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Celebrate men’s health in June

Healthy men make healthy fathers, brothers, uncles, partners, mentors and leaders. 

June is Men’s Health Month. For men and boys, it’s a time to:

  • Raise awareness about preventable health conditions.
  • Encourage early detection and treatment of disease.

We also use this as an opportunity to talk about the importance of physical well-being and behavioral health for men and boys. 

Men’s health is important to the city of Tacoma, too. On June 11, Mayor Victoria Woodards plans to proclaim June as Men’s Health Month in the city. 

Father and Son

Why do we focus on men’s health? 

Men are not as healthy as women on average. Data from the Centers for Disease Control and Prevention show the health disparity:  

  • Men, on average, die almost 5 years earlier than women.
  • Women are 100 percent more likely to go to the doctor for annual visits and preventative services than men.
  • Men die at a higher rate for most leading causes of death—heart disease, cancer, unintentional injuries—than women. 

Behavioral health has a significant role in overall health. People with good behavioral health can navigate life, have positive relationships, and adapt to change. Men face challenges here, too. According to CDC, men are 4 times as likely to commit suicide as women. Men of color are at equal or greater risk for behavioral health problems. Gay, bisexual, and transgender men are also at increased risk of mental illness, a risk social stress magnifies.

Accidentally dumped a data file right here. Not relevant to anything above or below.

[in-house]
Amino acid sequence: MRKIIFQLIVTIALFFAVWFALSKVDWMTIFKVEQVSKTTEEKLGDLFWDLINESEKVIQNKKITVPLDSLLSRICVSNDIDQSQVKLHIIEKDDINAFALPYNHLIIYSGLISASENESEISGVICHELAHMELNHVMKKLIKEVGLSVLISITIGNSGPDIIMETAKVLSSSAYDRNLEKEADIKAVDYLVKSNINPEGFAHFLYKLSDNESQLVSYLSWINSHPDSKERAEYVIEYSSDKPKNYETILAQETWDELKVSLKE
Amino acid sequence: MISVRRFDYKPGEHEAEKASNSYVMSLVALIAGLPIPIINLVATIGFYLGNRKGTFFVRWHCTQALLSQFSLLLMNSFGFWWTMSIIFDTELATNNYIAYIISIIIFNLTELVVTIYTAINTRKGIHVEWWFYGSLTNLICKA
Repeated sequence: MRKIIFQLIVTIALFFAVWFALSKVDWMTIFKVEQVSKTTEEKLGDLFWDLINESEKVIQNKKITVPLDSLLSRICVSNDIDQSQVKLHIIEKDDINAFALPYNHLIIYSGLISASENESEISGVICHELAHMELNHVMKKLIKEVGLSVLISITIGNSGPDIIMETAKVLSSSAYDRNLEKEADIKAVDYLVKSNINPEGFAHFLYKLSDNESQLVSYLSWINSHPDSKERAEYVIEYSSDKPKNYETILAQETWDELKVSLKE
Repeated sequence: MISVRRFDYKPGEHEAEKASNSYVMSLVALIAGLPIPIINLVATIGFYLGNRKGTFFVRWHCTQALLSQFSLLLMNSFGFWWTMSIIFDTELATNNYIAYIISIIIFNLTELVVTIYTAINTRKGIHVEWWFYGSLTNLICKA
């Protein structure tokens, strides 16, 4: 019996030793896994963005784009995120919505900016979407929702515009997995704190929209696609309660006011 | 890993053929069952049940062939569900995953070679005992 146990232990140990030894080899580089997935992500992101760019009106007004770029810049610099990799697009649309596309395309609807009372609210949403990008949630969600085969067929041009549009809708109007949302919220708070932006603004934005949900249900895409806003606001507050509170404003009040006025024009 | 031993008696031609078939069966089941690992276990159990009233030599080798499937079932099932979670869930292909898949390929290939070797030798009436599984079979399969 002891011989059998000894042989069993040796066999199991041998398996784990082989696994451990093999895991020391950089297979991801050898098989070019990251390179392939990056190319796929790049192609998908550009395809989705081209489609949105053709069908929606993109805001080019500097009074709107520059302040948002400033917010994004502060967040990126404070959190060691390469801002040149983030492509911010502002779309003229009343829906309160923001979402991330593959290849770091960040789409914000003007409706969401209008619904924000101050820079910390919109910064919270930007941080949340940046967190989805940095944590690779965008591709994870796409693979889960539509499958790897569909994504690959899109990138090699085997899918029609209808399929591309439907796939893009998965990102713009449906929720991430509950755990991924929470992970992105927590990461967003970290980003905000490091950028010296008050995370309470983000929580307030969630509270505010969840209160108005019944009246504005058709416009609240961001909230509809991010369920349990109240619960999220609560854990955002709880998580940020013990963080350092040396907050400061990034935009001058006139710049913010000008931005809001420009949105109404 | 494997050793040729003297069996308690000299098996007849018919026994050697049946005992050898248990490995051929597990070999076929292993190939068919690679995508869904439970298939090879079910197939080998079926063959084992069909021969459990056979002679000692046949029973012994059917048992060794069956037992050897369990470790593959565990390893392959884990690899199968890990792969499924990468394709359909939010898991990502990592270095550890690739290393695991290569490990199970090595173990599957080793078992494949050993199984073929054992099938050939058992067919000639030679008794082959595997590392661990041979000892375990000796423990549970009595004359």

What can I do?

When’s the last time you saw your doctor? Schedule regular appointments with your healthcare provider. Healthy men are strong men. Improved community conditions enhance well-being, social connections, and behavioral and physical health. A few things you can do to get started:

  • Connect with others—Spend time with your family and friends to improve your health. 
  • Have open conversations—Talk about what’s on your mind. Listen to others. Being there for someone can be lifesaving. 
  • Know your numbers—At age 50, talk to your doctor about prostate cancer. If you’re of African or Caribbean descent or have a father or brother with prostate cancer, have the conversation at 45. 
  • Be familiar with your body—Get to know what’s normal for you. Go to the doctor if something doesn’t seem right. 
  • Move more—Get active. Do more of what makes you feel good. Physical activity reduces stress, hypertension, and diabetes.

Good health means better living, so your family and community can thrive. Make sure the men and boys you know make their physical and behavioral health a top priority.